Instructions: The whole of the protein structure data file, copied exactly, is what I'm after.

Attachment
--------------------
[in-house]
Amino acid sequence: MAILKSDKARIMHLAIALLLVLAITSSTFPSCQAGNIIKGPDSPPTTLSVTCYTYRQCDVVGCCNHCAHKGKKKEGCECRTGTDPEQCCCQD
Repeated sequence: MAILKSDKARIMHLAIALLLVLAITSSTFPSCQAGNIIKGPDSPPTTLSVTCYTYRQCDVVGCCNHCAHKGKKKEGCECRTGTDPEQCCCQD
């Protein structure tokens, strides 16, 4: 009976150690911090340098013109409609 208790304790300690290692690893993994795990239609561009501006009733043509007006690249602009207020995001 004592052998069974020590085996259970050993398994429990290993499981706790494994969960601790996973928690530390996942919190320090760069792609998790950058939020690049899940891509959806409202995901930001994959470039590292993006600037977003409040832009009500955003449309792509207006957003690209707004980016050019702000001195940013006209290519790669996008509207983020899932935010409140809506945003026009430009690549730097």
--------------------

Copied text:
[in-house]
Amino acid sequence: MAILKSDKARIMHLAIALLLVLAITSSTFPSCQAGNIIKGPDSPPTTLSVTCYTYRQCDVVGCCNHCAHKGKKKEGCECRTGTDPEQCCCQD
Repeated sequence: MAILKSDKARIMHLAIALLLVLAITSSTFPSCQAGNIIKGPDSPPTTLSVTCYTYRQCDVVGCCNHCAHKGKKKEGCECRTGTDPEQCCCQD
């Protein structure tokens, strides 16, 4: 009976150690911090340098013109409609 208790304790300690290692690893993994795990239609561009501006009733043509007006690249602009207020995001 004592052998069974020590085996259970050993398994429990290993499981706790494994969960601790996973928690530390996942919190320090760069792609998790950058939020690049899940891509959806409202995901930001994959470039590292993006600037977003409040832009009500955003449309792509207006957003690209707004980016050019702000001195940013006209290519790669996008509207983020899932935010409140809506945003026009430009690549730097």